1. Shastay, Ann MSN, RN, AOCN

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Pharmacies should Dispense Unit-Dose Syringes using the Most Appropriate Concentration

A wrong route error happened after an order for 2 mg of oral morphine was dispensed using a commercially available 15 mL bottle containing a 100 mg/5 mL (20 mg/mL) oral solution. The oral syringe that accompanies the 20 mg/mL morphine solution bottle has a mark for 5 mg as the lowest dose on the syringe scale (Figure 1). Because the 2 mg (0.1 mL) dose was not measurable using the provided syringe, a nurse prepared the dose using a 1 mL parenteral syringe. That allowed for the accidental connection of the parenteral syringe to the patient's intravenous (IV) line, and unfortunately, the oral solution was administered IV.

Figure 1 - Click to enlarge in new windowFigure 1. The lowest dose marking is 5 mg on the oral syringe that accompanies the morphine oral solution 100 mg/5 mL (20 mg/mL)

The practitioner who reported this event linked the error to not having a way to measure and administer doses under 5 mg using the accompanying oral syringe. He asked ISMP to advocate for adding "smaller markings" on the syringe. However, morphine 20 mg/mL solution is intended only for opioid-tolerant patients who would be receiving doses in line with the syringe markings or greater. For lower doses, an oral solution is available in a 2 mg/mL (10 mg/5 mL) concentration. Thus, we won't advocate for changes to the morphine 20 mg/mL syringes.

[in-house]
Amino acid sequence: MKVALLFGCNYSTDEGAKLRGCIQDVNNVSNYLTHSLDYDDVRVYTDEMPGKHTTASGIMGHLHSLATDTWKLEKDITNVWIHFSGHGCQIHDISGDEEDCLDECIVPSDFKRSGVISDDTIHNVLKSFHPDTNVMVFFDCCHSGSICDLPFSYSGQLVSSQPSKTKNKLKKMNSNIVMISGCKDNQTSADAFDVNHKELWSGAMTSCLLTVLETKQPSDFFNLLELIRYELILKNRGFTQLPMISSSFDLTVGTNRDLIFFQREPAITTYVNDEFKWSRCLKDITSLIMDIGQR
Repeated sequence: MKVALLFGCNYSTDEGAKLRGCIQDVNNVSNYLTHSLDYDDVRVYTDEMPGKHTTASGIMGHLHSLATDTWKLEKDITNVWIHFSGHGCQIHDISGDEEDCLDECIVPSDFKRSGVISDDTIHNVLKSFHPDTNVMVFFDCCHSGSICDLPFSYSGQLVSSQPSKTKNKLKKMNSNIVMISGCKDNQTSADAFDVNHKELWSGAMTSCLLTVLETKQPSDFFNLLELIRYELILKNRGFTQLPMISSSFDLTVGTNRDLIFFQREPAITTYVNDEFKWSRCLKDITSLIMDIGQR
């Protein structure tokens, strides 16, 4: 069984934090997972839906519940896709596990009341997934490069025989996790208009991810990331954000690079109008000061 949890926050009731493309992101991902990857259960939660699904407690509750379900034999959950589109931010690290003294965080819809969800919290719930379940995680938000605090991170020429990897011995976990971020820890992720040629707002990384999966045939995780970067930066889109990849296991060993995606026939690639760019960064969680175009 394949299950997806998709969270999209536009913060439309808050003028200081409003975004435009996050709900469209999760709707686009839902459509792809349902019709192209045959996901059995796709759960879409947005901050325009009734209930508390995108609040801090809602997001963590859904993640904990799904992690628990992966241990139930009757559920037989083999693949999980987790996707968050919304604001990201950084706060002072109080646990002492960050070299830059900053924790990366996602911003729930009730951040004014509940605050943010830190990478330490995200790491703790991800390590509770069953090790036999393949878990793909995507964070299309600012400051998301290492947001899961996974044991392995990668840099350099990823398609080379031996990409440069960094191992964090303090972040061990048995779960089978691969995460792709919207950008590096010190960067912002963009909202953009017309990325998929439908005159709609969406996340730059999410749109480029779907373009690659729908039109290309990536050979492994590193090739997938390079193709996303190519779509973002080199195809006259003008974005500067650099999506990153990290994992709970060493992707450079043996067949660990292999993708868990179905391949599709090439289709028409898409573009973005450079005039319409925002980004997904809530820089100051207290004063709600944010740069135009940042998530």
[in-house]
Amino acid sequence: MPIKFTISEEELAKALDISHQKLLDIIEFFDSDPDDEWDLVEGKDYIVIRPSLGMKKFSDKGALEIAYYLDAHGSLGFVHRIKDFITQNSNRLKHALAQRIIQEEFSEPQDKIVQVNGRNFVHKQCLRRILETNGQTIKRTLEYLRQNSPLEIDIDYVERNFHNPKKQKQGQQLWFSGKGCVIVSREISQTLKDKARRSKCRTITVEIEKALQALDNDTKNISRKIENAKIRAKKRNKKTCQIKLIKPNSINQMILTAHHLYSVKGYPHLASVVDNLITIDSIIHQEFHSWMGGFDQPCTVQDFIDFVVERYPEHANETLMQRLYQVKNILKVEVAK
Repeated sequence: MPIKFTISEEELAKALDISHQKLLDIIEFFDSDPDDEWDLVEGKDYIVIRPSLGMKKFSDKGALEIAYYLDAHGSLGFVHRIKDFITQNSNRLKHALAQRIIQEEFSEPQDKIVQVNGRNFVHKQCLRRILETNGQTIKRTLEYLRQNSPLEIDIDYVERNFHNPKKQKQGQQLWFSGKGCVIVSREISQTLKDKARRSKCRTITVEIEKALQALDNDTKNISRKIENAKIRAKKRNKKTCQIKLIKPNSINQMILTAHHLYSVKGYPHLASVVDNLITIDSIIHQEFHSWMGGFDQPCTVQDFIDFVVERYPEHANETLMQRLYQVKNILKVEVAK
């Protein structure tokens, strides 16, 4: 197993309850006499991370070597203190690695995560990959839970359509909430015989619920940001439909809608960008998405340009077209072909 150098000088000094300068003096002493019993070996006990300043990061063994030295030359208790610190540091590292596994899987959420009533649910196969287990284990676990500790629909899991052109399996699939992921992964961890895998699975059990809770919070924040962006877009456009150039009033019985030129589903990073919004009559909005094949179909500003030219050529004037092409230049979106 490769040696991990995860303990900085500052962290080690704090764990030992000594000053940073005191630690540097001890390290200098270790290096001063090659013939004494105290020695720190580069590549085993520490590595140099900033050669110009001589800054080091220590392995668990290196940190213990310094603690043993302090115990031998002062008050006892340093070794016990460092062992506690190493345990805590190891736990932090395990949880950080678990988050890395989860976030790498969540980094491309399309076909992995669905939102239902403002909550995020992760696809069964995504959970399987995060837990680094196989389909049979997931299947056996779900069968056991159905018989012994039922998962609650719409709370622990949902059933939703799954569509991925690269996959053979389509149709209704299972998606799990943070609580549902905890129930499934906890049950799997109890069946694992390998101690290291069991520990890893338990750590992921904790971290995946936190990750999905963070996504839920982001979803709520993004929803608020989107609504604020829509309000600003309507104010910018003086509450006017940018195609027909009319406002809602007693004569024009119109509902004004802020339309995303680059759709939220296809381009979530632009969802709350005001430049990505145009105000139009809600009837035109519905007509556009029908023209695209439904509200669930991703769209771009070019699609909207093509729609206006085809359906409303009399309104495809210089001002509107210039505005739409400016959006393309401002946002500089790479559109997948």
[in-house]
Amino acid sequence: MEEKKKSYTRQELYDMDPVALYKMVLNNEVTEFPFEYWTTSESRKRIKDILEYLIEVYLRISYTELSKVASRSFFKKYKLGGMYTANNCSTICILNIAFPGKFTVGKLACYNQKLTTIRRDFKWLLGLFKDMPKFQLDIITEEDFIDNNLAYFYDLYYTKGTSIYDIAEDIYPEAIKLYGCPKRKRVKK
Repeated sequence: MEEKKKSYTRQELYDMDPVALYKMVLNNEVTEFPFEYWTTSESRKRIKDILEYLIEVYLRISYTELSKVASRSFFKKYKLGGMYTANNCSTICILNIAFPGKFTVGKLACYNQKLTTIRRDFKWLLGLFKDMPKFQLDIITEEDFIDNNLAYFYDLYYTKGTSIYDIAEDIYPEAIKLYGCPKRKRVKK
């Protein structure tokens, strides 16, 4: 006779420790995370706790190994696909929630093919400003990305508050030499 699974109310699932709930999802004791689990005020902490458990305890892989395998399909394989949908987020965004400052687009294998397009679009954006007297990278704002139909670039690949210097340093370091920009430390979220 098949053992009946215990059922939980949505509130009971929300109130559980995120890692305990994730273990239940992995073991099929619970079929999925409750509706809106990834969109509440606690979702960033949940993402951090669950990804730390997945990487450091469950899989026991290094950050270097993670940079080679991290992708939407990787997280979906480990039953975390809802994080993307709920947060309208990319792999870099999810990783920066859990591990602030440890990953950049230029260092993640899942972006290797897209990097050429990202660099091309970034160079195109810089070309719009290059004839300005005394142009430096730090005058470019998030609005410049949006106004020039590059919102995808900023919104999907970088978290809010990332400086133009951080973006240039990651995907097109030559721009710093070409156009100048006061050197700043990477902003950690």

Although lack of a smaller dose marking on the syringe scale may have contributed to preparing the dose with a parenteral syringe, the way to minimize the risk of an error and patient harm is to use the appropriate concentration of oral solution. The pharmacy investigated obtaining the lower concentration from their wholesaler. In addition, it is important to use only oral or ENFit syringes when preparing oral or enteral medications. Using parenteral syringes to measure oral/enteral liquid medication doses can lead to wrong route errors.


Silicone-Free Syringes Required

BERINERT, a concentrate of C1 esterase inhibitor (human), is indicated for the treatment of acute abdominal, facial, or laryngeal hereditary angioedema attacks (a rare condition). The medication requires proper dosing, preparation, and administration; however, a crucial piece of information in the product labeling can easily be missed: the manufacturer requires silicone-free syringes for reconstitution and administration of the drug.


The product, packaged as a kit, contains a single-use Berinert vial, a 10 mL vial of sterile water for injection, a Mix2Vial filter transfer set, and an alcohol swab; however, a silicone-free syringe is not included. As the drug is very expensive and must be protected from light, it was kept in the original packaging and was not opened prior to use. The product was prepared using a syringe with silicone, and the drug was administered to the patient. According to the company, it is important to use silicone-free syringes because particulate matter or visible protein flakes may appear when siliconized syringes are used. As the syringe is not part of the Berinert kit, pharmacies and patients must purchase silicone-free syringes from one of four companies that sell this product: